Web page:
This weekend, with the first voting in the Republican presidential contest just 100 days away, the Bush universe is gathering in Houston to reboot Jeb’s struggling campaign for the White House. What began with a “shock and awe” bang risks ending in a whimper.
The confab with donors in Houston is probably not how Bush envisioned preparing for the final 100-day sprint to the Iowa Caucuses. Bush began his campaign with the often repeated phrase that he was “his own man,” yet his father and brother, both former Presidents, are assuming a large role reassuring donors this weekend.
The Bush campaign also fed several media outlets with stories about steps it was taking to reign in expenses. The campaign even prepared a memo outlining changes in the campaign and promoting what it calls a strong field organization. The campaign said it was cutting staff at its Miami headquarters, cutting travel expenses and shifting some staff to the early voting states.
While the Bush campaign did its best to portray the campaign restructuring in a positive light, the math behind the moves looks terrible. According to the campaign’s memo, it has just under 40 paid staffers in the first four voting states; Iowa, New Hampshire, South Carolina and Nevada. Yet, the campaign has more than 134 full-time staff.
The campaign may claim it has a strong operation in the early voting states, but with less than 30 percent of its staff deployed there, it isn’t organized that way. In Iowa, for example, the campaign says it has two offices and 10 paid staffers. Even if this is more than other campaigns, it isn’t exactly an order of magnitude larger. By contrast, socialist Sen. Bernie Sanders has more than 15 offices and 50 paid staff in the Hawkeye State.
Only now, in fact, with the campaign’s advertised reorganization, is the Bush team building an operation prepared to meet the likely campaign ahead.
The road to the GOP nomination looks likely to be a tight slog through dozens of states between now and early Spring. After the first four states vote, with relatively few delegates at stake, a number of contests in the South, clustered around a March 1 “SEC primary” follows.
After that, big states like Florida and Illinois vote on March 15. Those two states are the first where winner-take-all rules apply to delegates. Prior to March 15, all delegates at stake are awarded proportionally. Florida, where Bush is currently polling fourth, behind Donald Trump, Ben Carson and Sen. Marco Rubio, could easily become a last stand for Jeb’s campaign.
The oddest aspect of the Bush campaign memo released late last week is that it reads like the campaign has only just realized that votes begin in just over 3 months. All campaigns ought to have already been shifting staff to early states and pruning unnecessary expenses.
The inconvenient truth for Jeb Bush, however, is that most other campaigns haven’t been spending money at the rate his campaign has. They are organically building their campaigns, not restructuring them. Jeb’s campaign, however, has already spent around $10 million advertising in the early states, far more than all other campaigns combined. His campaign has spent almost $2 million on payroll and another $2 million on consultants.
In New Hampshire, where Bush’s super PAC, Right to Rise, has spent millions on advertising, Jeb is third in the polls, but far behind the frontrunners Trump and Carson. In Iowa, Jeb is mired in 5th or 6th place. In South Carolina, which rescued his brother’s campaign against an insurgent John McCain in 2000, Bush is a distant fifth in the polls.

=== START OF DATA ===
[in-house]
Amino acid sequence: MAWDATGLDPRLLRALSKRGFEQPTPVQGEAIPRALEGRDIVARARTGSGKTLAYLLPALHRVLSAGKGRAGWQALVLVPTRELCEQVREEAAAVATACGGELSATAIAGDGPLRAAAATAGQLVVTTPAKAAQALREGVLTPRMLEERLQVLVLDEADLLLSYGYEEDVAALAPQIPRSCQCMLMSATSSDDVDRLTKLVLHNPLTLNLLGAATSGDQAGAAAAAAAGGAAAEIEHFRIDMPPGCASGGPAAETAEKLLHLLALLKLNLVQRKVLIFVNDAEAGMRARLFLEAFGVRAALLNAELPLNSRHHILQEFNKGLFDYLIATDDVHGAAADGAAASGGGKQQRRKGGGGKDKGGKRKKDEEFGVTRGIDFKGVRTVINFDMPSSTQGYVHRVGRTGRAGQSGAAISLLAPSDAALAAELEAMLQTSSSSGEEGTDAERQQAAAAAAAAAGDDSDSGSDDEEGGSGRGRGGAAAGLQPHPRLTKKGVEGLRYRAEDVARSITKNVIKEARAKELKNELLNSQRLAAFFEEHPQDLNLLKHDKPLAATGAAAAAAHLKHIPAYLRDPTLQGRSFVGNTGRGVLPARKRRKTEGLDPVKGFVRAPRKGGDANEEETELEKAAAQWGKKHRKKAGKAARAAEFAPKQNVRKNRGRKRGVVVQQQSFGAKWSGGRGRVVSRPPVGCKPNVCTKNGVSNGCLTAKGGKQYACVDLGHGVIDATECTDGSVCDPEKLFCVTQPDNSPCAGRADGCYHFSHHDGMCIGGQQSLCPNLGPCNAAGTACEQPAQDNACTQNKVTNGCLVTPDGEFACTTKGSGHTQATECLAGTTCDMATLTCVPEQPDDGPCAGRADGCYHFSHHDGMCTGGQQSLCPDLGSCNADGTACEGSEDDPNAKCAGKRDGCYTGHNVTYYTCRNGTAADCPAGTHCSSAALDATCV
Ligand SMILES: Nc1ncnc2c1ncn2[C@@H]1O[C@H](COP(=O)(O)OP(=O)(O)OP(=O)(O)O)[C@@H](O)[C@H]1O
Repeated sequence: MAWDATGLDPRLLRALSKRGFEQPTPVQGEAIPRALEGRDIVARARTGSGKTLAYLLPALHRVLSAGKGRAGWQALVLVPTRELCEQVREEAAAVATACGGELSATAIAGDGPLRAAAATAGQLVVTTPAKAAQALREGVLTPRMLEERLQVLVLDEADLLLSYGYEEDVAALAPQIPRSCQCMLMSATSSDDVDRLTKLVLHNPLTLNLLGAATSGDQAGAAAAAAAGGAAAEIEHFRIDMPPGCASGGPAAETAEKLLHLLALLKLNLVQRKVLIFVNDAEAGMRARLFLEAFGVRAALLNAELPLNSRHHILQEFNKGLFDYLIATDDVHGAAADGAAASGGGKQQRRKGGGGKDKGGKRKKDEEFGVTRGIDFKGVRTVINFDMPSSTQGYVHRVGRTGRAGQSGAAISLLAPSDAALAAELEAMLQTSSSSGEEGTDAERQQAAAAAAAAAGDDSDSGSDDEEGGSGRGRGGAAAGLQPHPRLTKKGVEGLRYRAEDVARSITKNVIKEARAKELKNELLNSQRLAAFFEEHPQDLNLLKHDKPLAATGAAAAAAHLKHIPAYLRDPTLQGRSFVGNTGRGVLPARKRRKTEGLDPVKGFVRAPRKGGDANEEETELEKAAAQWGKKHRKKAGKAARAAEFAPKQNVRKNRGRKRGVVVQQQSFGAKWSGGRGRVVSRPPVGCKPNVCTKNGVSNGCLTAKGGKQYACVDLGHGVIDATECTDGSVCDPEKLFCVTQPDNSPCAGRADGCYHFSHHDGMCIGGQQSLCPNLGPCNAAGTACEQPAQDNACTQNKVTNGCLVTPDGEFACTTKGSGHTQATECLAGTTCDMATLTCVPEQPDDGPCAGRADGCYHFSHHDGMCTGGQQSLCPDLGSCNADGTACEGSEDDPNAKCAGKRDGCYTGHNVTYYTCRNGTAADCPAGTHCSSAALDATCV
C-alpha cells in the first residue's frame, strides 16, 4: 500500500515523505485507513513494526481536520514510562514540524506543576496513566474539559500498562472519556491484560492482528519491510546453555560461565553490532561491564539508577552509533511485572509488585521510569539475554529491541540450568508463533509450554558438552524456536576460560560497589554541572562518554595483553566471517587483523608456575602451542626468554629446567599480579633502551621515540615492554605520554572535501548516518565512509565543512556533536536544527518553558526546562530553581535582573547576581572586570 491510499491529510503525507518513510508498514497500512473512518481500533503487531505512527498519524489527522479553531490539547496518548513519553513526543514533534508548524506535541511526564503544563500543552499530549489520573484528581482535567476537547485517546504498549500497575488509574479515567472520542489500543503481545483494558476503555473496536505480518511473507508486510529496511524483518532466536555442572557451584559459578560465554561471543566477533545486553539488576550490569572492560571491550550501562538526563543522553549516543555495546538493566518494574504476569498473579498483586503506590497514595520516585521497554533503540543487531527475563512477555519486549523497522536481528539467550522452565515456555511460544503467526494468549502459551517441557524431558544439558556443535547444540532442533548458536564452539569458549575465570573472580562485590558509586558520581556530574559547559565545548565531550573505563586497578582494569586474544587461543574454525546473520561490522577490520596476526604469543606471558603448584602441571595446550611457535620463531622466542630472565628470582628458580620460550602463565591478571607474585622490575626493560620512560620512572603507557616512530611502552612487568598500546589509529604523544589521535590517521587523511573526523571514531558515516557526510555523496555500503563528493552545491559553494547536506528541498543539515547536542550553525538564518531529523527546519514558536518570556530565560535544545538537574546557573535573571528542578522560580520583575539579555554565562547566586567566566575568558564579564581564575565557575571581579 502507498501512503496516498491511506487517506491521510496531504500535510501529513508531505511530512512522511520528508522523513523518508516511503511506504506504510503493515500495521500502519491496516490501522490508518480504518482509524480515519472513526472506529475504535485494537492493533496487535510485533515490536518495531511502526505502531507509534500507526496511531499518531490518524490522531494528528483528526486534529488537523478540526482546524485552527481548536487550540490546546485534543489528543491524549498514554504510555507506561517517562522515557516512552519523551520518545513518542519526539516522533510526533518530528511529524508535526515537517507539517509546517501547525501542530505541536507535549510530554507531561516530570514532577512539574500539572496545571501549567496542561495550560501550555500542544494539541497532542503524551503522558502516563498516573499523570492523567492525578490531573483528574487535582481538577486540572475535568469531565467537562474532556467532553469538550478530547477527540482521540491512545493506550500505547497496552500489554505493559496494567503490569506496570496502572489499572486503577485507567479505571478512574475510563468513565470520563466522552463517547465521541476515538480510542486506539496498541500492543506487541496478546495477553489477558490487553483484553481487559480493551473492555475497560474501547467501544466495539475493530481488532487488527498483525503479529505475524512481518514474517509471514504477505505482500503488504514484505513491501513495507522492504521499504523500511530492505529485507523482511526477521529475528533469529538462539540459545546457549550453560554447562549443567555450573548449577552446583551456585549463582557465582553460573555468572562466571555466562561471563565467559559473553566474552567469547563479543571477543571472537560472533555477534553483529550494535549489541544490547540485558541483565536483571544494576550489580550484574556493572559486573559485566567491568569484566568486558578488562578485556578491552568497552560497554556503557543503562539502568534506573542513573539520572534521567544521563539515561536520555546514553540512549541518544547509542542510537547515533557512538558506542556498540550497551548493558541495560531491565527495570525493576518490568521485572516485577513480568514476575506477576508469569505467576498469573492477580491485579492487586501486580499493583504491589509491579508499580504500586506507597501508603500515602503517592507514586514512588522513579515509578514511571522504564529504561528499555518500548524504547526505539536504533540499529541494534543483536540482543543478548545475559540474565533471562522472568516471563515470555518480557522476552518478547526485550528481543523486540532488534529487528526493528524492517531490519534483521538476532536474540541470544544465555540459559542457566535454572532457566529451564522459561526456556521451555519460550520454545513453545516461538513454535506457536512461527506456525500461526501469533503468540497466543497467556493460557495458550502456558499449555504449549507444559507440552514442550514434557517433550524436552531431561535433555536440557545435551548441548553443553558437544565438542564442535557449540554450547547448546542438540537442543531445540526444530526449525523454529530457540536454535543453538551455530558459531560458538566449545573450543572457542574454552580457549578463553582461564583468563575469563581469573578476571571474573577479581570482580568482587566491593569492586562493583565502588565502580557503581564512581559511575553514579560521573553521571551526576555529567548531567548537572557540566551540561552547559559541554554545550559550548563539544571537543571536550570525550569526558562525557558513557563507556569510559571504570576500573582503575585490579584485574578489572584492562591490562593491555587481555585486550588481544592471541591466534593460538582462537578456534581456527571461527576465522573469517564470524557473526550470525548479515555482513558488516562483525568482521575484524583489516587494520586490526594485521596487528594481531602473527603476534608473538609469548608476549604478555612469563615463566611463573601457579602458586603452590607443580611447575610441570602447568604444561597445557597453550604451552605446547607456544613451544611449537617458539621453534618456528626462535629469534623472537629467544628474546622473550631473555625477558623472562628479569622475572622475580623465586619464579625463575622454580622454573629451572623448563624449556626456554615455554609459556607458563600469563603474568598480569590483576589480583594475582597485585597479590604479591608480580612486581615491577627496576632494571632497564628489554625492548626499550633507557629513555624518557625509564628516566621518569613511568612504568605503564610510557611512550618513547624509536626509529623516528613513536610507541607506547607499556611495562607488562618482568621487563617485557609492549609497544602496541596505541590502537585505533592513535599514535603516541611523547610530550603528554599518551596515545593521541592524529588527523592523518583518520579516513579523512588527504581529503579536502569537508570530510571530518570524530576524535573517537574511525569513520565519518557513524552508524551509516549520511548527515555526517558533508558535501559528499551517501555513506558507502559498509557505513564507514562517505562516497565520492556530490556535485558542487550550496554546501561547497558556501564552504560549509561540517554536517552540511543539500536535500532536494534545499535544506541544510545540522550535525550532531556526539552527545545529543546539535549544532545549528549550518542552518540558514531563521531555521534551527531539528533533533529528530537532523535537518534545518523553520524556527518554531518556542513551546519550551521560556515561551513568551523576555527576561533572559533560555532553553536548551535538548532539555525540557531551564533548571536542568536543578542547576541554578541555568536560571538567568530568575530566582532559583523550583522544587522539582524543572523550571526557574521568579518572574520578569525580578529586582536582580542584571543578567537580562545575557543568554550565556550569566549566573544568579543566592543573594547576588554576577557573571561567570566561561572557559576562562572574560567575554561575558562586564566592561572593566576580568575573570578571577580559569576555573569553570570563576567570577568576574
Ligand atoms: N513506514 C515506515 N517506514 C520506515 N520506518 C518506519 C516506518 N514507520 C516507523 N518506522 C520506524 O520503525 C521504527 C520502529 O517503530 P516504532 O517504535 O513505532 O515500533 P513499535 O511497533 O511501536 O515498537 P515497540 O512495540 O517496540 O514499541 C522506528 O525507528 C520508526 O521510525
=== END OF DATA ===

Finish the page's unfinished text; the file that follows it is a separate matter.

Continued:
His poll positions aren’t from a lack of trying on Bush’s part. He has kept an aggressive schedule, crisscrossing the country and the early voting states. His campaign has spent almost $1 million on private charter flights so far. Few candidates have spent as much time on the campaign trail as Bush.
This may actually be hurting him. According to a recent ABC/Washinton Post poll, Jeb Bush was the only Republican candidate who lost support as voters learned more about him. His personal favorability ratings are among the lowest of all Republican candidate.
The real trouble for Bush is that his drop in national and state-level polling has come after the impact of his “shock and awe” fundraising was supposed to have been felt. While his Super PAC, Right to Rise, banked an impressive $100 million at his campaign launch, his individual campaign’s fundraising has been unimpressive.
Bush actually begins the critical 4th quarter campaign period, when campaigns make many final decisions about the early voting contests, with the same amount of resources as many of his competitors. The “shock and awe” many expected from his fundraising has long ago worn off.
While his overall revenue itself has been modest, trailing, most recently both Ben Carson and Ted Cruz, the more worrying factor for Bush is his dependence on deep-pocketed donors. In both fundraising cycles, around 80 percent of his donations have come from supporters who have contributed the maximum allowed by the FEC.
Small donors, of which the Bush campaign has precious few, are important for two reasons. One, they can contribute more as the campaign progresses, providing critical support as spending increases. More importantly, though, they signal support from rank-and-file members of the party who provide the overwhelming bulk of the primary votes.
As Bush huddles with his biggest donors and members of his dynastic family, the real work he needs to do lies far beyond Houston. Bush built a national-level Presidential campaign, with staff, consultants, budgets and ambitions for a general election campaign. It looks increasingly likely he won’t get that far, though. His problems aren’t in Houston, but in the precincts and coffee shops where voters live.
He and his advisors built a campaign, but the voters haven’t come. It is unlikely this new campaign will fare any better.